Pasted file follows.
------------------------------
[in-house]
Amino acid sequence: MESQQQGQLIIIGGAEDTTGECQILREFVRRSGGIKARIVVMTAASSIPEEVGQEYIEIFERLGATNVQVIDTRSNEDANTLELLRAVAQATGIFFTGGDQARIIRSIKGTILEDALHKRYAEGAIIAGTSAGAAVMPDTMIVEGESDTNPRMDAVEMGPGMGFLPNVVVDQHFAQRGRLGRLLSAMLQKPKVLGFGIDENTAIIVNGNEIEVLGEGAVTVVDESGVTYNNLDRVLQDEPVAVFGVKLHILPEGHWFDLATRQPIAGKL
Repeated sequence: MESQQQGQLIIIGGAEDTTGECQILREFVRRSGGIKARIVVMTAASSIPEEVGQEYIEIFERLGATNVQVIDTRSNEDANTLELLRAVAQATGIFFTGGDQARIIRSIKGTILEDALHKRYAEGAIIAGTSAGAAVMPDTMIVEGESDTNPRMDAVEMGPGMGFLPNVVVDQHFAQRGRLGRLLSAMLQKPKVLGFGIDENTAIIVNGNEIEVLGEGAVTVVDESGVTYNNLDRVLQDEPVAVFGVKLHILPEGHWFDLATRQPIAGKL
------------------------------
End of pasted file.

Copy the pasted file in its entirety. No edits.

[in-house]
Amino acid sequence: MESQQQGQLIIIGGAEDTTGECQILREFVRRSGGIKARIVVMTAASSIPEEVGQEYIEIFERLGATNVQVIDTRSNEDANTLELLRAVAQATGIFFTGGDQARIIRSIKGTILEDALHKRYAEGAIIAGTSAGAAVMPDTMIVEGESDTNPRMDAVEMGPGMGFLPNVVVDQHFAQRGRLGRLLSAMLQKPKVLGFGIDENTAIIVNGNEIEVLGEGAVTVVDESGVTYNNLDRVLQDEPVAVFGVKLHILPEGHWFDLATRQPIAGKL
Repeated sequence: MESQQQGQLIIIGGAEDTTGECQILREFVRRSGGIKARIVVMTAASSIPEEVGQEYIEIFERLGATNVQVIDTRSNEDANTLELLRAVAQATGIFFTGGDQARIIRSIKGTILEDALHKRYAEGAIIAGTSAGAAVMPDTMIVEGESDTNPRMDAVEMGPGMGFLPNVVVDQHFAQRGRLGRLLSAMLQKPKVLGFGIDENTAIIVNGNEIEVLGEGAVTVVDESGVTYNNLDRVLQDEPVAVFGVKLHILPEGHWFDLATRQPIAGKL